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    I screwed up, but luckily not on a weld. I undermixed the hardner in some body filler, 2nd pass, and now have a mess. I scraped up what I could, but don't want to put down another coat until I'm sure it's all off, don't want to end up with uncured filler under my paint. Sanding resulted in a bigger mess.
    What can remove the uncured filler?

  • #2
    clean off uncured filler

    Acetone maybe?

    Comment


    • #3
      Unless you really went low, the stuff should eventually cure. Some of the fiberglass surface curing agents might work too. The filler you used was polyester right?

      Comment


      • #4
        A Stanley shur-form file or as some call them a micro plane should get it off, of course you'll get some of the first coat as well but you'll be sure to get it all off. Most of the time though if it's just a little bit the next coat if mixed properly will cure what little remains. You can also use the surface hardner for fiberglass as mentioned before.

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        • #5
          Originally posted by Fishy Jim View Post
          Unless you really went low, the stuff should eventually cure. Some of the fiberglass surface curing agents might work too. The filler you used was polyester right?
          It's been on there for 2 days, still soft. Yes, polyester, Marstons

          Originally posted by TerryL View Post
          Acetone maybe?
          I'll try that

          Originally posted by Blondie_486 View Post
          A Stanley shur-form file or as some call them a micro plane should get it off, of course you'll get some of the first coat as well but you'll be sure to get it all off. Most of the time though if it's just a little bit the next coat if mixed properly will cure what little remains. You can also use the surface hardner for fiberglass as mentioned before.
          Not enough on there for a surform file, total thickness is less than 1/16".

          Comment


          • #6
            1/16" is pretty thin. Try the surface hardener and maybe a little heat from a hair dryer or heat gun (just don't go too crazy).

            Comment


            • #7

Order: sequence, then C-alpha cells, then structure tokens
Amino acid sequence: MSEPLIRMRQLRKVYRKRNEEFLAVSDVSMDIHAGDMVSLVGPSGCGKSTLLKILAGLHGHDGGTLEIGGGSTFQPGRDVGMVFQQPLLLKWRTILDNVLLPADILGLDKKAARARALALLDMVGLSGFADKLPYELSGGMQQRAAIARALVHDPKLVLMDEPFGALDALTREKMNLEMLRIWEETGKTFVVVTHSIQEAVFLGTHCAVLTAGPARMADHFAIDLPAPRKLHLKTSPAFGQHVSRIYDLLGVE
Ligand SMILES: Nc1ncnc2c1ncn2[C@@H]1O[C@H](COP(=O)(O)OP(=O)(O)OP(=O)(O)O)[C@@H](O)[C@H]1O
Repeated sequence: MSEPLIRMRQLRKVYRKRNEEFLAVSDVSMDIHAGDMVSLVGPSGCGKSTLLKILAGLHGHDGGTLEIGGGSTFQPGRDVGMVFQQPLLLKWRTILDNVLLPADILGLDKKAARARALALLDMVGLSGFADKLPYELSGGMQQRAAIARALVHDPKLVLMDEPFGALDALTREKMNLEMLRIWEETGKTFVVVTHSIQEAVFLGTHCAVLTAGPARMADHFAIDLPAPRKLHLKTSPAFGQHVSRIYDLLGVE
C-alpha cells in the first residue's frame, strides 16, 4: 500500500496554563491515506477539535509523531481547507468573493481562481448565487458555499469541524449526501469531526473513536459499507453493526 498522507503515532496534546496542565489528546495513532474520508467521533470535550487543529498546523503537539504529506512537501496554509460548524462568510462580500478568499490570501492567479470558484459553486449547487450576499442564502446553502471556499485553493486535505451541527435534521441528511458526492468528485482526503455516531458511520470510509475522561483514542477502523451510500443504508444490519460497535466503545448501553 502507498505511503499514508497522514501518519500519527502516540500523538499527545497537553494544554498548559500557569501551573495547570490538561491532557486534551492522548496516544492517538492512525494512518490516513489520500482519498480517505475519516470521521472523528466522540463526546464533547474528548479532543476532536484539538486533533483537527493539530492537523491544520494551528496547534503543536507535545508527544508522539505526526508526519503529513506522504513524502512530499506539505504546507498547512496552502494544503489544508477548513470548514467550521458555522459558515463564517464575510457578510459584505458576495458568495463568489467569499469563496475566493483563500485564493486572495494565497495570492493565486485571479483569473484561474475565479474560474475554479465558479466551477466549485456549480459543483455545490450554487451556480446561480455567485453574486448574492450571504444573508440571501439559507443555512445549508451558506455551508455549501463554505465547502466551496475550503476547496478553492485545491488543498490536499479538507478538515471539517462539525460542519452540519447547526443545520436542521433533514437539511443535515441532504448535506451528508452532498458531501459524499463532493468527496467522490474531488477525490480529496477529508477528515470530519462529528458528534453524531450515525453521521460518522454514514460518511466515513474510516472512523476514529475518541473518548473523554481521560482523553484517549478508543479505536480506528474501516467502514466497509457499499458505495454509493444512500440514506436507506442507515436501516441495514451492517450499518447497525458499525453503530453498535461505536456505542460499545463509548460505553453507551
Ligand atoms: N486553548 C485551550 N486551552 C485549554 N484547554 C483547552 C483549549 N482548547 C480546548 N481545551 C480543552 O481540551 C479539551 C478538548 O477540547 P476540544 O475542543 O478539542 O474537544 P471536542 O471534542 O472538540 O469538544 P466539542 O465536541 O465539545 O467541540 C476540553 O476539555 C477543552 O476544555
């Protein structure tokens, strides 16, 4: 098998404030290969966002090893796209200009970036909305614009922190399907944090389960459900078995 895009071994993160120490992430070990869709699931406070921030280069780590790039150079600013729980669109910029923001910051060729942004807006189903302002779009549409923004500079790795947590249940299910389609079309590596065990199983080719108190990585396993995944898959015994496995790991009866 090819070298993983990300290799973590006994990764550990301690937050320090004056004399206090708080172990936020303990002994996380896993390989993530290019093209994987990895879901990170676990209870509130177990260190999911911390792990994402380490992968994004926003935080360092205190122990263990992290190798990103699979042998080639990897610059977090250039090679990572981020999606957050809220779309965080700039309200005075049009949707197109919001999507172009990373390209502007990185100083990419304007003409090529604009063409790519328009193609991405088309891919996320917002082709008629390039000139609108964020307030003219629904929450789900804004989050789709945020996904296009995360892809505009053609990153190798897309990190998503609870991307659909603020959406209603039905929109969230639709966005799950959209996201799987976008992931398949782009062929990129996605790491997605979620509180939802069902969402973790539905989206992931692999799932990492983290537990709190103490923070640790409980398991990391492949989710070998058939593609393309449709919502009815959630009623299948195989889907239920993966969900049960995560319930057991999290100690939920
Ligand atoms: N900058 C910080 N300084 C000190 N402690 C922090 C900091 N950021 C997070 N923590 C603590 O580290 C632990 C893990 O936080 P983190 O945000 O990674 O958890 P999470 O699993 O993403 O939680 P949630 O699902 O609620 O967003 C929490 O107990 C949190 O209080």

When using any filler keep it as thin as possible 1/8 inch thick max.
              If you need more than that your metal work underneath is not good enough .
              Work your metal out closer to the shape you need.

              But back to your ?
              Lacquer thinner or acetone will remove it.
              I prefer lacquer thinner not as bad a acetone.
              After its scraped with a cheese greater
              Make sure all the chemical has out gased before appling your next coat or you will get solvent poping under your primer
              Rich
              Last edited by Fortyfords; 11-13-2009, 12:33 AM.

              Comment


              • #8
                Originally posted by Fortyfords View Post
                If you need more than that your metal work underneath is not good enough .
                Work your metal out closer to the shape you need.

                Rich

                The only bondo work I've ever done was grafting on plastic parts to metal ones. 1/4" and thicker in some cases - never had cracks even in the dead of winter.

                It's not always about pounding tin.

                Comment


                • #9
                  After you clean the bulk of it off with laquer thinner,dont forget to rescuff the area you are applying it to with 80 grit, the scratchesleft behind is where the bondo gets its adhesion. BTW most body fillers cure much better at 60 degrees F and above.Mike

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